Look I understand your frustration, but the HOA's are concerned with Visual Impact, that's why I have proposed the exemption that guarantees only certain types of antennas. The exemption should also provide the HOA Board with legal protection to grant installation permission for larger systems. Under my proposed idea, it would be up to you to convince your HOA Board that larger antennas should be allowed on your lot...

I'm sorry, I don't have any other solution...

73,
Russ

That is why my idea is to have a national law which overturns antenna regulations covenants. That way no antenna design minimum's are given to an HOA. The perspective purchaser can negotiate with an HOA. If I'm looking for a home in the $500,000 range and the HOA feels so confident that they'll turn down my cash, I can then go to the next one and negotiate with them. in most of the country $500,000 will buuy you lots of home. The only areas where that kind of money doesn't amount to much is the San Francisco Bay area and NY. I'm only using that number as a negotiating figure. With that kind of money your options in HOA neighborhoods are greatly expanded. Have the covenants overturned first and see where that gets us. As of now covenants are what are keeping antennas out of many neighborhoods. These HOA's couldn't allow you to install an antenna even if they wanted to.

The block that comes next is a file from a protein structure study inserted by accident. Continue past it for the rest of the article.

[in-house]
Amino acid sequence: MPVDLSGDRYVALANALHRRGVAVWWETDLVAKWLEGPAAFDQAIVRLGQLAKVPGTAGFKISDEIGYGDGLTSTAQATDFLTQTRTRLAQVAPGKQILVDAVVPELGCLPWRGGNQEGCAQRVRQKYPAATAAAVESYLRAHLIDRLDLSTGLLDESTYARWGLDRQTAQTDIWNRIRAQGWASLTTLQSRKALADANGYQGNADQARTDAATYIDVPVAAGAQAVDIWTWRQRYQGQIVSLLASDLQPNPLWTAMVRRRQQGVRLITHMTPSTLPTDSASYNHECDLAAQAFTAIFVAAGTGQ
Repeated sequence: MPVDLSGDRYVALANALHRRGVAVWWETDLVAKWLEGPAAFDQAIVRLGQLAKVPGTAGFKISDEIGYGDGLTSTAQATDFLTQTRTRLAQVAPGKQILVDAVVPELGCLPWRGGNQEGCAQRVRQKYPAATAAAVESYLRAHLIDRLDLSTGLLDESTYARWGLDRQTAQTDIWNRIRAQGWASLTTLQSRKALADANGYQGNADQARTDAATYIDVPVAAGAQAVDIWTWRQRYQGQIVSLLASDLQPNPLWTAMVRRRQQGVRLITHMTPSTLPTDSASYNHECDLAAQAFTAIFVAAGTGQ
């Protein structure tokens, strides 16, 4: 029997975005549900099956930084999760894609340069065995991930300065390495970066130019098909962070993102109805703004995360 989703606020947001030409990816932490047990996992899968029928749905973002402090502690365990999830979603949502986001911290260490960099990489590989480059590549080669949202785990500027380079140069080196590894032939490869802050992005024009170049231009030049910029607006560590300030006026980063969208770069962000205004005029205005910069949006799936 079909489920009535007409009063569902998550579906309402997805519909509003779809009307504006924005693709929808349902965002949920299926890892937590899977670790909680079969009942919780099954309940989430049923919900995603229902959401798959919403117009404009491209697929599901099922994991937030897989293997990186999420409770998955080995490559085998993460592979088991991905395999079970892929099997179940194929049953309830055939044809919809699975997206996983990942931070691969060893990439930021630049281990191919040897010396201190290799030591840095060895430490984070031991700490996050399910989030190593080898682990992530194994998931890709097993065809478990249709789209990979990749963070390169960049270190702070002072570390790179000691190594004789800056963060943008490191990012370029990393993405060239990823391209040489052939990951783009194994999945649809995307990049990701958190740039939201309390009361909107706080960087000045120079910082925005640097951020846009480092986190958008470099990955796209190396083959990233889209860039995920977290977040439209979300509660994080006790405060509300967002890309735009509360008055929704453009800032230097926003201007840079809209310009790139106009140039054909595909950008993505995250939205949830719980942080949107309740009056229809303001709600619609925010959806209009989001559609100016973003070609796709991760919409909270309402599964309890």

I'm sorry, I just don't see that happening in the current political environment... To be honest, I don't see anything happening with CC&R's for a long time. Why, CAI is not budging, and ARRL has lost the support of its members. If ARRL does somehow get the current language through, I believe it will cost them lots of members...

Just my opinion......

73,
Russ
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AA4PB
Member

Posts: 14354




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« Reply #9 on: December 03, 2017, 03:21:04 PM »

"If I'm looking for a home in the $500,000 range and the HOA feels so confident that they'll turn down my cash...."

The HOA doesn't get your $500,000 cash, the home seller does. The home seller has no say in what type of antenna the HOA permits and the HOA, in most cases, doesn't care whether you purchase the home or not.
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Bob  AA4PB
Garrisonville, VA
WB2KSP
Member

Posts: 632




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« Reply #10 on: December 04, 2017, 03:42:26 AM »